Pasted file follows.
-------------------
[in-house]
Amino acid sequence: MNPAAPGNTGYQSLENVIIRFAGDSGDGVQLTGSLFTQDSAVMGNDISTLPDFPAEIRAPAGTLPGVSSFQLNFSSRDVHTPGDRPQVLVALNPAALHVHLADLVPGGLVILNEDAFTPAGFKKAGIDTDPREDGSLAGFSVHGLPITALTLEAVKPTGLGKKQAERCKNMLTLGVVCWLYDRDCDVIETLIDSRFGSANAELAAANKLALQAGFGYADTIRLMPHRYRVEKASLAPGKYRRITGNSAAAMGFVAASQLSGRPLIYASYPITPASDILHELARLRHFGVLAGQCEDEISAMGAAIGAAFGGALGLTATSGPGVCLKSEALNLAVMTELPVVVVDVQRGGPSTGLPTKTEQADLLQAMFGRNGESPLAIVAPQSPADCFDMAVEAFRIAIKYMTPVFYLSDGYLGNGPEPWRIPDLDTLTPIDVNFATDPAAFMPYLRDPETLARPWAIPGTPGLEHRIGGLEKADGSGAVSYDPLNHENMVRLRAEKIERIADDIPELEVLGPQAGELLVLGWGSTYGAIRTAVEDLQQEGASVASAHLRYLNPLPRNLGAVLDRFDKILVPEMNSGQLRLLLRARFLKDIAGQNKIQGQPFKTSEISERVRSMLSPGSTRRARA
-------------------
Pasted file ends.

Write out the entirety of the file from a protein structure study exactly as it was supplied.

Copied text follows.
[in-house]
Amino acid sequence: MNPAAPGNTGYQSLENVIIRFAGDSGDGVQLTGSLFTQDSAVMGNDISTLPDFPAEIRAPAGTLPGVSSFQLNFSSRDVHTPGDRPQVLVALNPAALHVHLADLVPGGLVILNEDAFTPAGFKKAGIDTDPREDGSLAGFSVHGLPITALTLEAVKPTGLGKKQAERCKNMLTLGVVCWLYDRDCDVIETLIDSRFGSANAELAAANKLALQAGFGYADTIRLMPHRYRVEKASLAPGKYRRITGNSAAAMGFVAASQLSGRPLIYASYPITPASDILHELARLRHFGVLAGQCEDEISAMGAAIGAAFGGALGLTATSGPGVCLKSEALNLAVMTELPVVVVDVQRGGPSTGLPTKTEQADLLQAMFGRNGESPLAIVAPQSPADCFDMAVEAFRIAIKYMTPVFYLSDGYLGNGPEPWRIPDLDTLTPIDVNFATDPAAFMPYLRDPETLARPWAIPGTPGLEHRIGGLEKADGSGAVSYDPLNHENMVRLRAEKIERIADDIPELEVLGPQAGELLVLGWGSTYGAIRTAVEDLQQEGASVASAHLRYLNPLPRNLGAVLDRFDKILVPEMNSGQLRLLLRARFLKDIAGQNKIQGQPFKTSEISERVRSMLSPGSTRRARA